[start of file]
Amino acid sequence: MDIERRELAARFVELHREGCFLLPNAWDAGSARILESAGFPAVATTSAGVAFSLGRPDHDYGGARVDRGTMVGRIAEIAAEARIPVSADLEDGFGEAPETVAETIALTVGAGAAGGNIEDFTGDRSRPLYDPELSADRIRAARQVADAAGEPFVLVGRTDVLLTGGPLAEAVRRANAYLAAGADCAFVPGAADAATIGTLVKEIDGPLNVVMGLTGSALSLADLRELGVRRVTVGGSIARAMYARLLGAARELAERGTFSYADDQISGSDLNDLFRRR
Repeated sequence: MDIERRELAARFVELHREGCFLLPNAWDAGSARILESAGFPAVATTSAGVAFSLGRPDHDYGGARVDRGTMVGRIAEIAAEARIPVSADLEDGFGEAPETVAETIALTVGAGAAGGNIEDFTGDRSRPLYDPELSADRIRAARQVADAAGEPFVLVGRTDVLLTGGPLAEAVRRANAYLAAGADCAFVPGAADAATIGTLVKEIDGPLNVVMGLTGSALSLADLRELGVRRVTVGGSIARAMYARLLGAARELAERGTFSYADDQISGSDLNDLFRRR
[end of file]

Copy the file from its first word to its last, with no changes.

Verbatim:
Amino acid sequence: MDIERRELAARFVELHREGCFLLPNAWDAGSARILESAGFPAVATTSAGVAFSLGRPDHDYGGARVDRGTMVGRIAEIAAEARIPVSADLEDGFGEAPETVAETIALTVGAGAAGGNIEDFTGDRSRPLYDPELSADRIRAARQVADAAGEPFVLVGRTDVLLTGGPLAEAVRRANAYLAAGADCAFVPGAADAATIGTLVKEIDGPLNVVMGLTGSALSLADLRELGVRRVTVGGSIARAMYARLLGAARELAERGTFSYADDQISGSDLNDLFRRR
Repeated sequence: MDIERRELAARFVELHREGCFLLPNAWDAGSARILESAGFPAVATTSAGVAFSLGRPDHDYGGARVDRGTMVGRIAEIAAEARIPVSADLEDGFGEAPETVAETIALTVGAGAAGGNIEDFTGDRSRPLYDPELSADRIRAARQVADAAGEPFVLVGRTDVLLTGGPLAEAVRRANAYLAAGADCAFVPGAADAATIGTLVKEIDGPLNVVMGLTGSALSLADLRELGVRRVTVGGSIARAMYARLLGAARELAERGTFSYADDQISGSDLNDLFRRR